I have re-defined MBTI 'labels'. Thinking is simply a process of impersonal analysis or logic. (Irrespectively of what superstitions MBTI theorists harbor under that name). Feeling is an intepersonal judging perspective, or value judgment. Intuition is synonymous with imagination, or conception of abstract images. Sensing is to be interpreted in its standard definition, or a use of our five senses. This is what these elements are in isolated form. To find out how type works, we need to examine how these elements interplay with one another.

    Hence my response is. All things concerning passion preclude us from reflecting properly because passions engage our wholy being to a great extent and in effect rob us of the calm that we need to concern ourselves with intellectual matters.

    Concering the inadequacy of MBTI, my definition of thinking and intuition are clearly more in line with reflection, yet sensation and feeling clearly more in line with action.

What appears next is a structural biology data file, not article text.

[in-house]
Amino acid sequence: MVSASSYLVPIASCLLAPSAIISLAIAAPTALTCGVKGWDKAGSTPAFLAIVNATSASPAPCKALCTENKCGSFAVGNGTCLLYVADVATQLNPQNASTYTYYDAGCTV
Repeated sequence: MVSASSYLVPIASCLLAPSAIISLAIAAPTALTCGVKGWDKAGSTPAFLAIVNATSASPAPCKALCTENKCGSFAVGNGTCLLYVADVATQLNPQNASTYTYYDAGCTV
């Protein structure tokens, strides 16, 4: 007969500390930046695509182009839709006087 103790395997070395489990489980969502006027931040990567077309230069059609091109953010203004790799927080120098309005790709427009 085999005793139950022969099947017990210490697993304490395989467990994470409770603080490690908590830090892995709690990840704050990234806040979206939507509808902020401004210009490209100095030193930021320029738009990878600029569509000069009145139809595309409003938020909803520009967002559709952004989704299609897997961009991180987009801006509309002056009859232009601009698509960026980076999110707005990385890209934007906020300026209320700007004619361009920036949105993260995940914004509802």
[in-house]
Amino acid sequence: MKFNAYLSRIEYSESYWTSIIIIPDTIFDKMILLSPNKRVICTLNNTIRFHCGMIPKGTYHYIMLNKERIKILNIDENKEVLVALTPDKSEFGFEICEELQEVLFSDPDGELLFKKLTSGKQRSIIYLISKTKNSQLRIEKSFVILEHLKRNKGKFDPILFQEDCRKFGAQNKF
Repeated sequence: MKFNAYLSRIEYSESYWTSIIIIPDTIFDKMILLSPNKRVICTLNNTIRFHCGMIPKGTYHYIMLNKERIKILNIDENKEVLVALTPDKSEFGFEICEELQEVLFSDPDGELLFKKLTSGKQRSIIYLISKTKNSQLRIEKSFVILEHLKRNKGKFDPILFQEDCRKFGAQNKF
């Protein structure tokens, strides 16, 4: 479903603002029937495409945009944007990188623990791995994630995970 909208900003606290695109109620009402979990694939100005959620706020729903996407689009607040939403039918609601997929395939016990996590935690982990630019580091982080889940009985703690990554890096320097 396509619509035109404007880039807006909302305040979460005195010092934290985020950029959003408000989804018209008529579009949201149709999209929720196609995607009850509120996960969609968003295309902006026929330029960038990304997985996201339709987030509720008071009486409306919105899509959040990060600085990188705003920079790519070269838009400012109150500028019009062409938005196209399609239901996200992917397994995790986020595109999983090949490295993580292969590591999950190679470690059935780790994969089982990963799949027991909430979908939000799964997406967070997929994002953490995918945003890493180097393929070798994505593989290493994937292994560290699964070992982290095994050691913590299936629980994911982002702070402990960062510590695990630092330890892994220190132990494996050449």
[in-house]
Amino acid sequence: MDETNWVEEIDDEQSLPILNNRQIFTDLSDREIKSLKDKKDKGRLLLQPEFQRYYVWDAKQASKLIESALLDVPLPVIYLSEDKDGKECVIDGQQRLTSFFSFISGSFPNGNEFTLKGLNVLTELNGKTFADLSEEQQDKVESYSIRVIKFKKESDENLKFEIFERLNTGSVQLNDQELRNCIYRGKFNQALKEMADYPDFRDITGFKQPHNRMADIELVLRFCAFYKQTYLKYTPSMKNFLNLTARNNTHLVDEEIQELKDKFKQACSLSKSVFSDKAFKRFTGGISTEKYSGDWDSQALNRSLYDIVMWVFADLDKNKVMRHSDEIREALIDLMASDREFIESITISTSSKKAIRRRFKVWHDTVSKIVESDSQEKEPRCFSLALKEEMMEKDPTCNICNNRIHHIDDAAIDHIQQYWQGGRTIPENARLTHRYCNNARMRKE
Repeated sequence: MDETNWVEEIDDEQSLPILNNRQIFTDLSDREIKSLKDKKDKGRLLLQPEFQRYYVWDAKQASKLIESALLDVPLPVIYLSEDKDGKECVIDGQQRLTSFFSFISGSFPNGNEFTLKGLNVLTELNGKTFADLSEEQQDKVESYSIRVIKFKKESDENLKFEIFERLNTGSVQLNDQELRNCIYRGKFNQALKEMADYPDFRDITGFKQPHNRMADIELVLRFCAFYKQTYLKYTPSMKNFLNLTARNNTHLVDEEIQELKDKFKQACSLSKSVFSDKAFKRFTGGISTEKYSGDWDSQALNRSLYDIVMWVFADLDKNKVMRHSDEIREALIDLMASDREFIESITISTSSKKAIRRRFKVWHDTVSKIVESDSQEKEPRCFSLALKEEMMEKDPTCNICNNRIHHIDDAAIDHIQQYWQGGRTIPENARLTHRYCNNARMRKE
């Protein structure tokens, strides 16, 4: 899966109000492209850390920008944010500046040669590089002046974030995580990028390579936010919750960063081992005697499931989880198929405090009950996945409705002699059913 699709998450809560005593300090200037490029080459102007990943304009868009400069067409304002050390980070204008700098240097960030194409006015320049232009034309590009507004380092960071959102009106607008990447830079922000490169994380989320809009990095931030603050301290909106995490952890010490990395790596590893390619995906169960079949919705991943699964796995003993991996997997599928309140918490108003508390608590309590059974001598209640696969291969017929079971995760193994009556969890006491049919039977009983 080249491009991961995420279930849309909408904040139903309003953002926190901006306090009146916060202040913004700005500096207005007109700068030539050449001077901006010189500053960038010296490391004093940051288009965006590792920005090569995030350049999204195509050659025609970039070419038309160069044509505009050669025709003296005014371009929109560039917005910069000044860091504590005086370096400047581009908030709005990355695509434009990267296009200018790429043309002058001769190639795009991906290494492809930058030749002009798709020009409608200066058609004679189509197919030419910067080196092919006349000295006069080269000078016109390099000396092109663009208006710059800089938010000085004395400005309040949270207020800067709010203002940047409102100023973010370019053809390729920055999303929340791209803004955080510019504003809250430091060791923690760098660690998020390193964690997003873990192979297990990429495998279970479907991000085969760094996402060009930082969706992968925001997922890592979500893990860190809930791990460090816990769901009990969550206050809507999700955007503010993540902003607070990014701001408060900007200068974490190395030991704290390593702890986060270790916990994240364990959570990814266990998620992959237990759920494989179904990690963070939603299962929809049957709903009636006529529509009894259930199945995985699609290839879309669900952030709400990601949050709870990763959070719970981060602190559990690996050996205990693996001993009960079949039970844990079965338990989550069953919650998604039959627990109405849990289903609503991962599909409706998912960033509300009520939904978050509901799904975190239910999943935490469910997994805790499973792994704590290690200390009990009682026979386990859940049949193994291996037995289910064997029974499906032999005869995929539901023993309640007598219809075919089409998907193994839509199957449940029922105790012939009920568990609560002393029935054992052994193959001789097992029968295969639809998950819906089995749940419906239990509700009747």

"Do not argue with an idiot. They drag you down to their level and beat you with experience." -- Mark Twain

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  3. #113
    Don't Judge Me! Haphazard's Avatar
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    Quote Originally Posted by BlueWing View Post
    As I have stated in my OP. Passion and intelligence are not directly antithetical. However passion robs us of the inner peace that we need in order to allow our mind to work. We do not easily think on our feet at least most of us. Consider this. When we are up and running our bodies are full of physical energy. Full of passion. When we are deep in thought, we do not feel like running around, and we do not feel much physical energy. When we are most reflective we tend to be least passionate.